## Abstract

As our first example we consider the case in which the force F is due to an electric field:
Therefore,
The quantity

$${F_ \bot } = Ze{E_ \bot }.$$

$$\left| {{v_E}} \right| = \frac{{{E_ \bot }}}{B}.$$

*E*⊥is the component of the electric field perpendicular to the magnetic field. Since the electrons have a negative charge Z = -1. The general expression for the drift velocity contains the charge number Z in the denominator. Therefore, if the force*F*E⊥ acts in a similar way on electrons and ions, the effect is a drift of electrons in one direction and ions in the other. We note, however, that the electric field has an opposite effect on electrons and ions; the force is proportional to the charge number Z. Therefore, the charge cancels out of the drift velocity when ZeE*E*⊥is inserted for FE⊥. The drift caused by an electric field is called the electric drift. The velocity of the electric drift is the same for electrons and ions, both in magnitude and direction. In vector form it is expressed as$${{\text{v}}_{\text{E}}} = \frac{{{\text{E}} \times {\text{B}}}}{{{B^2}}}.$$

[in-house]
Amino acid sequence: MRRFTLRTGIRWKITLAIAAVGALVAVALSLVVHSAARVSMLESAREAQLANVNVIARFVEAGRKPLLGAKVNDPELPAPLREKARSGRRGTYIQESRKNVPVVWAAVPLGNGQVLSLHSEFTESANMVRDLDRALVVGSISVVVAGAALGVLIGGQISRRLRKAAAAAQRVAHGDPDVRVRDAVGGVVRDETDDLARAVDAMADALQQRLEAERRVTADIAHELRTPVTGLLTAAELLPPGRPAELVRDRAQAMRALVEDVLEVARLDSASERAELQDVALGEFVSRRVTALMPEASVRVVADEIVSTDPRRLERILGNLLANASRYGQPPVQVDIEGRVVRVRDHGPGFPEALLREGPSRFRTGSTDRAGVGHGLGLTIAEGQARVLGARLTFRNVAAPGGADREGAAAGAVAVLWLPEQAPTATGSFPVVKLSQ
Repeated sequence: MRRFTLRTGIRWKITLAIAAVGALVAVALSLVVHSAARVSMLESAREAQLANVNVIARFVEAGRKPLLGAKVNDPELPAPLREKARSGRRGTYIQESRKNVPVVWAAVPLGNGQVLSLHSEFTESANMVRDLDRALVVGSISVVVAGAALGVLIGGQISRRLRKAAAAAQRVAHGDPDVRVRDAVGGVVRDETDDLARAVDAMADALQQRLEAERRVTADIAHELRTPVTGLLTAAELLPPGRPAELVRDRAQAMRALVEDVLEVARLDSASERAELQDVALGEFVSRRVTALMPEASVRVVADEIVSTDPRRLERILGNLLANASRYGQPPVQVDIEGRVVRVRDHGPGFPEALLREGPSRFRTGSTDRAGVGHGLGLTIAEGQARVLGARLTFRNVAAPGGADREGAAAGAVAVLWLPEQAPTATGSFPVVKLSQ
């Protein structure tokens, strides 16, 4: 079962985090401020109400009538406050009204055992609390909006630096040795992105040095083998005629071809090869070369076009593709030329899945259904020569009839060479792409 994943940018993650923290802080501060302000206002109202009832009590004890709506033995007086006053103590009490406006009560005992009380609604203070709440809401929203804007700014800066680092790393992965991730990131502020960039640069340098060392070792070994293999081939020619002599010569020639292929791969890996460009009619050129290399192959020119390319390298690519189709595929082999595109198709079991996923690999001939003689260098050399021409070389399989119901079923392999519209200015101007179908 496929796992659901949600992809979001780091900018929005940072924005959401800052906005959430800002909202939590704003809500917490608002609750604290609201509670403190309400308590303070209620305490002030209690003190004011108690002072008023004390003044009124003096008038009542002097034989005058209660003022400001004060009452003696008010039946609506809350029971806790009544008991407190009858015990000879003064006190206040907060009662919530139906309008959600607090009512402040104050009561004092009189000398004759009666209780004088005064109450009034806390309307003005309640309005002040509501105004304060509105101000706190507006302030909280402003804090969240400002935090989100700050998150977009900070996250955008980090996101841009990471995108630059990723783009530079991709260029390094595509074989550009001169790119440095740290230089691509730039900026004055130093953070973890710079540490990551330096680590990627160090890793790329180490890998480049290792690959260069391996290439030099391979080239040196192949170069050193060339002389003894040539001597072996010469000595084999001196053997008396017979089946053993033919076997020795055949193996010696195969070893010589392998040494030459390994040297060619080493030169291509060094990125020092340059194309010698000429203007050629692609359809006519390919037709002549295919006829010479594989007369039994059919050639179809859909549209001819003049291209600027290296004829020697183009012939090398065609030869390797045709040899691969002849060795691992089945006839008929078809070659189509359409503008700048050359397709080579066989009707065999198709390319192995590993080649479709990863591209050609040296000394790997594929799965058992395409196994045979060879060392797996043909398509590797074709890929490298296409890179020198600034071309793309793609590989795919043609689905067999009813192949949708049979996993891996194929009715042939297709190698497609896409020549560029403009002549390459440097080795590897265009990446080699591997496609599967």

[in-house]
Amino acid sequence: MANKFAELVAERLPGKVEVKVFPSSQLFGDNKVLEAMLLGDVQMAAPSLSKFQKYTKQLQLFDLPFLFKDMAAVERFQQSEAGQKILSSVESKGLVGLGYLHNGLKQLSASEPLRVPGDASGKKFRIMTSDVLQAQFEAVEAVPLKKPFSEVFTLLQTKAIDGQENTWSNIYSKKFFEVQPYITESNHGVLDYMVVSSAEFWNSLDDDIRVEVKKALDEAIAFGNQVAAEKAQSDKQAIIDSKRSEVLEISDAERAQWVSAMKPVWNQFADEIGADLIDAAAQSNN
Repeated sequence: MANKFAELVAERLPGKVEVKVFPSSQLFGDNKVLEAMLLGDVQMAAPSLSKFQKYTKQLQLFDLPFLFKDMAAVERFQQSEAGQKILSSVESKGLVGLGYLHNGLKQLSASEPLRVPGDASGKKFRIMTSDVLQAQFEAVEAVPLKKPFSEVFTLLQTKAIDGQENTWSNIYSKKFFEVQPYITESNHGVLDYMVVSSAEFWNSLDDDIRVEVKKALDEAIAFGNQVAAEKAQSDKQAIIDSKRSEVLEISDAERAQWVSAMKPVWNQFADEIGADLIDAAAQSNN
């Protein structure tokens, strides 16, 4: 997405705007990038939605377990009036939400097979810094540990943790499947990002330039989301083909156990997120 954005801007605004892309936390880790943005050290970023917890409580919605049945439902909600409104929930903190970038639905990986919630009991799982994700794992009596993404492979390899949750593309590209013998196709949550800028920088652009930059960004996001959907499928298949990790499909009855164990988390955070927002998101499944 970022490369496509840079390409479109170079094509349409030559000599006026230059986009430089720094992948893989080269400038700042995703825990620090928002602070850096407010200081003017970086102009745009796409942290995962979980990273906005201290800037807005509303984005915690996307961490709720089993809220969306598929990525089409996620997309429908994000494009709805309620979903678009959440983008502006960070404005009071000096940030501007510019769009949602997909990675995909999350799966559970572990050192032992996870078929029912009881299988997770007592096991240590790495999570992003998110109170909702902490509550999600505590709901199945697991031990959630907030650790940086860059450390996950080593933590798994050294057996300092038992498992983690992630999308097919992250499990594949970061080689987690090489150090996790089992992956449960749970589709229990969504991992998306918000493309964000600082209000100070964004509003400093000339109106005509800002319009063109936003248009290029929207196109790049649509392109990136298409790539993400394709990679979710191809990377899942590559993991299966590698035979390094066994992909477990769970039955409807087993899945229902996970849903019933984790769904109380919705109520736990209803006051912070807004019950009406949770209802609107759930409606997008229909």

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## Copyright information

© Plenum Press, New York 1972